Posts Tagged ‘raspberry’

Raspberry Jam

One of the well-kept secrets about jam is you can make it without cooking the jam over a stove (and this method is generally far easier to make than its cooked sibling!) Cooking raspberries transform their colour from a vibrant red to a more subdued burgundy. It can also often mute the raspberry flavour. So in our era of freezers, no-cook raspberry jam is a delicious alternative to the more traditional stovetop method.

While I am partial to strawberry jam, my mother and sister absolutely adore raspberry jam. (Dare I admit that I have caught them spoon in hand over an open jar?) Unsurprisingly, there is always a jar of this jam ready to open in our freezer. While the consistently is sometimes a little runnier than its cooked counterpart, its vibrancy never fails to win over converts.

Bonus: As the prepared raspberry jam is stored in the freezer and fridge, there is no risk of botulism, so no need to sterilize jam jars like for cooked jam!


No-Cook Raspberry Jam

Makes 6 1/3 cups jam



4 cups washed and crushed raspberries
3 ¼ cups granulated sugar
1 box CERTO Light Pectin Crystals

Appropriate number of jars, rings, and lids (either three 2-cup jars or six 1-cup jars). If the berries are particularly juicy, an extra jar may come in handy!



Place crushed raspberries in large mixing bowl.** Combine CERTO light pectin crystals with ¼ cup of measured sugar. Add to prepared fruit.

Let stand 30 minutes. Stir occasionally. Add the remainder of the sugar and stir for 3 minutes.

Pour into clean containers filling up ¼ inch from rim. Cover with lids. Leave at room temperature 24 hours until set. Store unopened jars in freezer for up to 8 months. Once jars are opened, store in refridgerator.

**If you want to reduce the number of seeds in your jam, strain half the crushed raspberries pulp through a sieve before measuring crushed berries.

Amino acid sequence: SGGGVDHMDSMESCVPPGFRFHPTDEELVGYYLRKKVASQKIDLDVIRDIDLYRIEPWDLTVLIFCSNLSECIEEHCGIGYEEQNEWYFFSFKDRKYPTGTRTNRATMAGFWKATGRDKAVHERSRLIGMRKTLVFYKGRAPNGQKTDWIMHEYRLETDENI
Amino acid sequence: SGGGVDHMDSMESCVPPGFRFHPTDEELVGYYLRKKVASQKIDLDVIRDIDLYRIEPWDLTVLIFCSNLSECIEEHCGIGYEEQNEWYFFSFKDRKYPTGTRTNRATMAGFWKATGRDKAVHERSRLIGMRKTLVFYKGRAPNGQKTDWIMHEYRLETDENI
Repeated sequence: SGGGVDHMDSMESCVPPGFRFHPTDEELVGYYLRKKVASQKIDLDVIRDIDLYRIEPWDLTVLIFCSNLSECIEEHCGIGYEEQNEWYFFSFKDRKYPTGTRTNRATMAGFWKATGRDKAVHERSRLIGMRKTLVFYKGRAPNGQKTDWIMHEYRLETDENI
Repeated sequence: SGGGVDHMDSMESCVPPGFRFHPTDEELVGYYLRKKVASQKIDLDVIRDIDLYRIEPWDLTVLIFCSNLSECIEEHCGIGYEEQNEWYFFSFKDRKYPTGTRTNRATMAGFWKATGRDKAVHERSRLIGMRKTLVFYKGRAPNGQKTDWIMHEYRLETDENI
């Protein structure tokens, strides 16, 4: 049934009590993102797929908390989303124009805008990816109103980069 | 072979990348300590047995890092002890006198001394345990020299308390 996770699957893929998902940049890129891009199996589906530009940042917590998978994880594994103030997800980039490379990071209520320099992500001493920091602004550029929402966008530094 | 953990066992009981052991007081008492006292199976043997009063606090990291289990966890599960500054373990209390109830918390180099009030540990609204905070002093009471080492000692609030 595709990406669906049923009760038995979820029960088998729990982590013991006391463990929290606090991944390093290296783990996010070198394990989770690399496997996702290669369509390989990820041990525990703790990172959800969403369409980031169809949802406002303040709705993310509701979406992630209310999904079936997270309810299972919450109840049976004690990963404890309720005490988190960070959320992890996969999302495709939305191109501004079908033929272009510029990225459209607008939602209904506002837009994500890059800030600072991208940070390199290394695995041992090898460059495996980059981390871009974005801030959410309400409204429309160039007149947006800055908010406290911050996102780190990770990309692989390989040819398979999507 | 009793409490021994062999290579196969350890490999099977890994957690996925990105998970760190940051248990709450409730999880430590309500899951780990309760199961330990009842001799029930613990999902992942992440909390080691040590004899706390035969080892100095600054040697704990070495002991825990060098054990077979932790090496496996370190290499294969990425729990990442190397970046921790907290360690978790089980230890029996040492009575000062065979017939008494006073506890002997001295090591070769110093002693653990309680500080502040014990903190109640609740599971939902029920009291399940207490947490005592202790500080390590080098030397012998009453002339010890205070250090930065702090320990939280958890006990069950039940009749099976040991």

Bon appétit!


– Catherine

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Thinking about what to make for a pot-luck, I had a brainwave. Cheesecake!  I hadn’t made this in a really long time, and so I had forgotten that it’s actually quite easy.  I also must admit that I acted more as a consultant in the creation of this cake, but still enjoyed every minute of it.  Now it is all gone, devoured by five people in one evening.

We used Donna Hay’s recipe from Modern Classics II (p 80), altering it according to what we had and what we were craving.

Ingredients (8 generous servings)

-110 g graham cracker crumbs
-2/3 cups almond meal
-60g butter, melted
-1 1/2 Tbsp cornstarch
-1 1/2 Tbsp water
-330 g cream cheese, softened
-460 g ricotta cheese
-4 eggs
-1 cup sugar
-1 Tbsp finely grated lemon rind
-1/4 cup lemon juice
-1 tsp vanilla extract
-1 cup frozen raspberries
-2 Tbsp sugar
-1/4 cup water


Blanch the whole almonds (if you are making the meal yourself) in a pot of boiling water for 3 minutes, then drain and pop their skin off.  Place the almonds in the oven at 300F for 20 minutes to dry them.

In a food processor, grind the almonds.  Add the graham cracker crumbs and the butter and pulse until fully combined.

Line the base of an 8 inch springform pan with parchment paper, and grease the sides of the dish.  Pack the graham cracker crumb mixture down to make the crust in the pan.  Refrigerate immediately

In a bowl, mix the water and cornstarch well.  In a food processor, process the cheeses, eggs, lemon (zest and juice), vanilla extract and sugar into a smooth paste, scraping the sides down several times.  Pour this mix into the pan.

Meanwhile, heat the raspberries and water in a small saucepan over medium heat.  Add the sugar and reduce the liquids.  Strain the juices into a bowl, pressing the purée through a sieve to remove the majority of the raspberry seeds.

Once the raspberry coulis is made, drop some onto the top of the cheese mixture and pass a butter knife through it to make the swirls.  It’s really fun to do that!

Bake at 300F for 60-80 minutes, or until set.  Refrigerate covered in plastic wrap until cold before serving.  Serve with the remainder of the coulis drizzled on top.

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